Netscape cofounder and Andreessen Horowitz partner Marc Andreessen sounded the alarm in the tech world on Thursday. He explained on Twitter that too many startups are burning dangerous amounts of cash and that many of them will “vaporize” when the market turns.
He’s not the first investor to say this. Earlier, Benchmark’s Bill Gurley stated there’s too much “risk” in Silicon Valley right now. Union Square Ventures’ Fred Wilson agreed, stating: “We have multiple portfolio companies burning multiple millions of dollars a month.”
One person on Twitter criticised Andreessen and said his comments were “hypocritical,” stating that venture capitalists have been “over-funding reckless founders at out of control startups.”
Andreessen agrees some funding rounds are reckless. But he explains why startups sometimes need gobs of money from investors.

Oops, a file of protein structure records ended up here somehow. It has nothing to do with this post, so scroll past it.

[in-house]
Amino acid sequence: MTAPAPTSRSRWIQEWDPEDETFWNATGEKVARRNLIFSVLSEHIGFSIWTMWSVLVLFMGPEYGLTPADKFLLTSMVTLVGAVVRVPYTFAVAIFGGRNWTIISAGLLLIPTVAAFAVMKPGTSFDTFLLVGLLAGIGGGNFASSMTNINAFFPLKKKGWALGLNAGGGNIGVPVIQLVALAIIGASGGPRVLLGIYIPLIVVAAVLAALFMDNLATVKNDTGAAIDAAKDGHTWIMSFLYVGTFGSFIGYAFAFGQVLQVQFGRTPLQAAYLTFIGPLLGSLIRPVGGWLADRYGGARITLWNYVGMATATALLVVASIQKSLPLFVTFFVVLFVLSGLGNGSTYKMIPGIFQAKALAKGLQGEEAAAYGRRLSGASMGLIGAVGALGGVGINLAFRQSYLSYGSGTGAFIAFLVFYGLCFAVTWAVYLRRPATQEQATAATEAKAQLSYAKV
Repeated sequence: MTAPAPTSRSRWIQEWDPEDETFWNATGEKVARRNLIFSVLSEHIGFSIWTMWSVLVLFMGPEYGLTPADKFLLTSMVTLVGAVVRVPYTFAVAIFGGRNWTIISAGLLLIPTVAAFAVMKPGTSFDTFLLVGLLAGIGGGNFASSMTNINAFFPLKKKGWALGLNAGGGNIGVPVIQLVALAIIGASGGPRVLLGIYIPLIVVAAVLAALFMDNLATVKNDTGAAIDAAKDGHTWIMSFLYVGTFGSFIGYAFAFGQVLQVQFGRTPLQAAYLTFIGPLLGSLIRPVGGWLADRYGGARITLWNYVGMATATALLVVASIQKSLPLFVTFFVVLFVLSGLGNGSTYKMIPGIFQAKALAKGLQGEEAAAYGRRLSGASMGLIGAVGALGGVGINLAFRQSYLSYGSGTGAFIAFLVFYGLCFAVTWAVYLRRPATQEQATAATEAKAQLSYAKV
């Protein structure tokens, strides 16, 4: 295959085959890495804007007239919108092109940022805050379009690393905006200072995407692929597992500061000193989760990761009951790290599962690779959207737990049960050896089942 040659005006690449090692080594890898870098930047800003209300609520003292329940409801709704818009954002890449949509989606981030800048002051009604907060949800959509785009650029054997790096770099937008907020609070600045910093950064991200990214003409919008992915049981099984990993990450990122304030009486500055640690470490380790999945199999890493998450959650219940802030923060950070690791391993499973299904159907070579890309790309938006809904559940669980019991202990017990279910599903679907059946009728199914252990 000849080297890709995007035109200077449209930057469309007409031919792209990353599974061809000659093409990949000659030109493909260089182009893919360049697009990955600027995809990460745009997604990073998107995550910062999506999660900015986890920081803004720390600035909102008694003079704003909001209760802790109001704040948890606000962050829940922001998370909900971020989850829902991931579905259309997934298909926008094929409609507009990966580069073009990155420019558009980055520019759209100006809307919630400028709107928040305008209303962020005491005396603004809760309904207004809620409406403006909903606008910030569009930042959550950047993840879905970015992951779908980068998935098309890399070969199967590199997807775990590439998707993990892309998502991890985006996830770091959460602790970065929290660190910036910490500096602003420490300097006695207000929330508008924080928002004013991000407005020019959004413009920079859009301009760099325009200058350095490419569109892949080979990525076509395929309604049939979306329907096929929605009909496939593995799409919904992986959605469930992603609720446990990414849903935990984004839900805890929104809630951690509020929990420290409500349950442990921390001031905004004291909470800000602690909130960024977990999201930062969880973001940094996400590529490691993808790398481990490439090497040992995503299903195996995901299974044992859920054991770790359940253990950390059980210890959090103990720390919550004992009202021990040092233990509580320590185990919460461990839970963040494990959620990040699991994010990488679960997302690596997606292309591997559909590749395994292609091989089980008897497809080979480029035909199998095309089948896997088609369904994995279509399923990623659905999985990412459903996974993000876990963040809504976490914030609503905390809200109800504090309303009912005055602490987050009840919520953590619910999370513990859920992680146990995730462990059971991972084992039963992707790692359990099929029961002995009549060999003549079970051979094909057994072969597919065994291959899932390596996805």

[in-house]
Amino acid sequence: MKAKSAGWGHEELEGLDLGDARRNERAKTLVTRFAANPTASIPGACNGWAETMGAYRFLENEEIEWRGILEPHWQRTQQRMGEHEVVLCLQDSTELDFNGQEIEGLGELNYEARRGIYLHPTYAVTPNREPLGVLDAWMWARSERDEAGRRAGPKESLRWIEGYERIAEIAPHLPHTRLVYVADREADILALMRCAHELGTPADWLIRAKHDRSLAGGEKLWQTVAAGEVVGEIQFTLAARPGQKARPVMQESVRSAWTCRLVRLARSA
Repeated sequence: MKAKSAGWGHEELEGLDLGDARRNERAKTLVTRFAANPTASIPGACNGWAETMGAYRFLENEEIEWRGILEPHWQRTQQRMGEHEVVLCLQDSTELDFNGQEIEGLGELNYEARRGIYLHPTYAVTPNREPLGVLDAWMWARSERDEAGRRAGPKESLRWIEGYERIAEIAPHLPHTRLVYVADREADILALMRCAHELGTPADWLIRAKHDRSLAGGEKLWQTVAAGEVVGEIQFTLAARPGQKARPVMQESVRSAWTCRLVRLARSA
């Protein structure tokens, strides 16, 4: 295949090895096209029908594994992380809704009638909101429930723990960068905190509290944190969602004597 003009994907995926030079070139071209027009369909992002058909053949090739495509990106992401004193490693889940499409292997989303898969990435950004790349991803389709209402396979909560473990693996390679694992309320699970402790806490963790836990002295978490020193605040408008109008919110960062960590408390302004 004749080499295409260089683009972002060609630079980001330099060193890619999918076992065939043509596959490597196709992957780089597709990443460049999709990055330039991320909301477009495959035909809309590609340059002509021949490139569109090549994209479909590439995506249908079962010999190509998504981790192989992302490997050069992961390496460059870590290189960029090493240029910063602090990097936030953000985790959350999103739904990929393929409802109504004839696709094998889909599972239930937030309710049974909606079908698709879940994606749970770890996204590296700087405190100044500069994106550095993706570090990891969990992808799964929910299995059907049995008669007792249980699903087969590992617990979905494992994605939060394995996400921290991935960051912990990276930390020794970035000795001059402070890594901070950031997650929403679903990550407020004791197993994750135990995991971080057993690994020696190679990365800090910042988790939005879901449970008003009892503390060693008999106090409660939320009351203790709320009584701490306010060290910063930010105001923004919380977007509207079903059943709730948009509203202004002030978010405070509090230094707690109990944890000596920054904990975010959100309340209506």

According to Andreessen, it’s “irresponsible” for venture capitalists not to invest in companies that could become the top contender in a big new market, like Uber or Lyft in the on-demand space. Startups that are bloated with cash can implode, but startups that are underfunded can also fail, and that’s a risk investors have to weigh.
“In tech-driven markets,” Andreessen writes, “overwhelming economic returns tend to go to the company with the highest market share.” And the “winning company,” one that can afford to invest in research and development and build advance products, gets “the prize.”
He encourages startups to find just the right amount of funding necessary to become the top player in a market, then stop raising. When startups get the formula right, it’s great for the job market and the economy.
Here’s Andreessen’s full 13-tweet tweet storm, below:
Disclosure: Marc Andreessen is an investor in Business Insider.
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